EU budget discussions are always depressing affairs. The total EU budget amounts to something like the rounding error in the US budget, even though Europe produces more than the US, so the idea that the European budget is a useful macroeconomic instrument is silly. On the other hand, specific items within the budget--Britain's "rebate," France's disproportionate share of the "Common" Agricultural Policy, etc.--mean a lot to certain domestic political players in various countries and can therefore be counted on to generate bitter polemics. This year, with the specter of crisis and even breakup haunting the discussions, the atmosphere is even darker than usual.
But so is the sense of unreality. Because while no one is sure that the EU will survive this crisis, no one believes it's going to break up over its annual budget squabbles either. David Cameron is posturing for the folks back home, and his partners are willing to humor him up to a point: they, too, preside over unruly coalitions.
When I think of the future of Europe, I look to the generation or two after mine. Their attitude toward Europe is, I suspect, quite different from my generation's. The memory of World War II matters less; economic judgments matter more. As a postwar baby boomer, I'm in something of an in-between position. I don't have firsthand memories of Europe's devolution into catastrophic hypernationalism, but my sense of history is dominated by the history of the 1930s.
So European unity maters to me in a visceral way. It also matters to me from the standpoint of cold economic analysis. I think a large single market for goods and unified but well-regulated financial markets are Europe's best shot at maintaining global competitiveness and preserving the social-democratic welfare state, which I think is Europe's singular contribution to contemporary political thought and human well-being. Yet I also recognized that the disequilibrium of those same markets has become the greatest risk of renewed hypernationalism and political collapse.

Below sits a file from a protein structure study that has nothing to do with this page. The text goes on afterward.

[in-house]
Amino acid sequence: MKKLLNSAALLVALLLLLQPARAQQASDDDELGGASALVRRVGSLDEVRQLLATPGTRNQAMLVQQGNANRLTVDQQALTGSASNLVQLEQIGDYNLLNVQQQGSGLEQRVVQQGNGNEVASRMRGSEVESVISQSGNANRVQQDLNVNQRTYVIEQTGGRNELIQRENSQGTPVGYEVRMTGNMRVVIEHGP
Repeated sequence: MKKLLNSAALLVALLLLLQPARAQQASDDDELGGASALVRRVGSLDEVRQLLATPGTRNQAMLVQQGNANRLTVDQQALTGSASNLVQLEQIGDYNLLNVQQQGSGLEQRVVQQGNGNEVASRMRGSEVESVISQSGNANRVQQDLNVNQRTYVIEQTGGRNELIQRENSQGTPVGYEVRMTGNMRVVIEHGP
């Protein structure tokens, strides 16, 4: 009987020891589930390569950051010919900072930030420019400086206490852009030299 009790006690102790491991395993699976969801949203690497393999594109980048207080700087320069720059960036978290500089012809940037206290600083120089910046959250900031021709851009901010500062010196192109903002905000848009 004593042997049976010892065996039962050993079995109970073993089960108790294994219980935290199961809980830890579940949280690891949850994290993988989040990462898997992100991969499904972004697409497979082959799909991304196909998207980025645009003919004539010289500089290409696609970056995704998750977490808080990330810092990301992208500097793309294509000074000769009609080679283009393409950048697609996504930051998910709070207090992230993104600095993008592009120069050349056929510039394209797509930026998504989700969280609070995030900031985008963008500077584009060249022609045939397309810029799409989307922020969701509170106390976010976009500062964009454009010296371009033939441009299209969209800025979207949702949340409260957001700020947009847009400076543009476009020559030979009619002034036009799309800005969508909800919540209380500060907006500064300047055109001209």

Oddly, I was lamenting the other day the results of French polling that showed strong majorities in favor of "vigorous," not to say authoritarian, leadership to restore order at the national level. And yet when I think about Europe, I have to recognize that some of my own complaints about the EU's present leadership reflect a similar belief that lack of coordination is the root of all evil. Of course, I'm careful to say "lack of coordination" rather than "political bickering and ideological chaos," but really these contrasting formulas point to a similar impatience with existing mechanisms of governance, multiple veto points, fundamental disagreement over economic doctrine, etc.
I wonder if the next ten years won't see a new phenomenon emerging as an increasingly important determinant of Europe's future. Some firms, it seems to me, have made good use of the past 20 years in taking advantage of the single market to position themselves as truly international producers, while others have simply used the expanded market to increase their sales while remaining fundamentally nationally oriented in organizing the productive process. These two types of firms will have very different political interests in the evolution of European institutions. But how will those differences play out? Will the truly multinational firms favor a Europe that looks more like a superstate, because a superstate is what is required to impose order on a supermarket? Or will they rather favor a weakened Europe in order to enhance the scope of their own supremacy?
Conversely, will the nationally organized firms want a strengthened superstate in order to level the playing field and redress imbalances due to different state burdens on each firm's competitiveness? Or will they prefer a more intergovernmental European process in order to press their own interests through their national governments?